Corporate Social Responsibility and Profitability: How to Do Good and Well

corporate social responsibility in world

As you scroll through your social media feeds or flip through the television channels, you may notice that many companies have shifted the content of their ads. The goal isn’t simply to sell their products, but rather to also highlight corporate social responsibility.

It’s a smart move. A recent study on corporate social responsibility shows that 66% of Internet users over the age of 18 think more brands should take public stands on social issues. And 52% of those surveyed indicated that they would spend more money with a brand that aligns with their social values.1 Moreover, there is evidence that suggests a better return on assets associated with corporate social responsibility.2

Importance of Corporate Social Responsibility

If you’ve been thinking of how to incorporate social responsibility into your company, take a page from history. The concept of corporate social responsibility isn’t new. In fact, you can trace the origins of business humanitarian and social welfare efforts back to the Industrial Revolution. In the 1950s, the term “corporate social responsibility” was coined, and the concept of integrating sustainable, charitable and philanthropic goals into a business’s mission and vision has grown increasingly popular in the ensuing decades. So why should you consider engaging in socially responsible initiative?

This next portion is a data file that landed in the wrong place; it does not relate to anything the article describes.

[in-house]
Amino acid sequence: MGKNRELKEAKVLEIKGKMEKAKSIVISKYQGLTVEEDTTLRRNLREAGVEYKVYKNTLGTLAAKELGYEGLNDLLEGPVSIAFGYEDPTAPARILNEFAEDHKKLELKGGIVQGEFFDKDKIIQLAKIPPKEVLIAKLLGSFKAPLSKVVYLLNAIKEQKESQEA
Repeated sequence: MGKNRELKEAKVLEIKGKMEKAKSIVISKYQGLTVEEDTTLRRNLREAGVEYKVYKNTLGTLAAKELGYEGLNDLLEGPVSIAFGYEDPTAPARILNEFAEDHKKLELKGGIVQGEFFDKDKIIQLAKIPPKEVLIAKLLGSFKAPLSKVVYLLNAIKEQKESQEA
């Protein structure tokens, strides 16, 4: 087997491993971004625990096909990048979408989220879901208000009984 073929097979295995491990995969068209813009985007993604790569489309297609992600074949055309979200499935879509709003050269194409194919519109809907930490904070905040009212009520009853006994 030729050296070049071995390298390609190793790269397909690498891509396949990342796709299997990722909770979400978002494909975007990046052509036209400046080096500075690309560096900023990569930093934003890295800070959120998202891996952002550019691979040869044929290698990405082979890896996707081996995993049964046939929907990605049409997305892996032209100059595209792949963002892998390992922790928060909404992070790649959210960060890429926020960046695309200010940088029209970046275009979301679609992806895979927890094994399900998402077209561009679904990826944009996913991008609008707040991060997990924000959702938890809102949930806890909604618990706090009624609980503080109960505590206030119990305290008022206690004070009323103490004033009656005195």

• It will improve your brand equity. When you do good, it sends a positive message to consumers. It shows that you care about society, the environment and governance. Companies that send this message can garner more positive press and publicity for their efforts—and their products.
  • It will increase your customer loyalty. The above study confirms that consumers prefer to do business with socially responsible brands. Moreover, 61% of respondents said they would recommend a socially responsible brand to a friend,1 and there’s no better advertisement than word of mouth.
  • You can gain favor with millennials. As the most populous living generation,3 millennials are a coveted consumer group and they prefer brands that take a stand. Over 70% of surveyed millennials said they’d rather engage with socially responsible businesses.1
  • You increase employee satisfaction. Those same millennials also want to work for companies that believe in corporate social responsibility and act upon it.4 Employees are more loyal to companies they believe to be socially responsible and feel more fulfilled in their jobs.5 Particularly in times of low unemployment, if you want to attract the best and brightest, you need to stand out from other organizations. Being socially responsible is one important way.
  • It’s the right thing to do. There is a strong moral argument that companies which gain revenue from the communities in which they operate should give back. It’s that simple.

Companies that Handle Corporate Social Responsibility Well

Most major companies, from Coca-Cola to IBM, have realized the importance of corporate social responsibility, not only for society, but for their bottom line. They do social good well, and it’s paid off. Here are a few companies from which to take notes: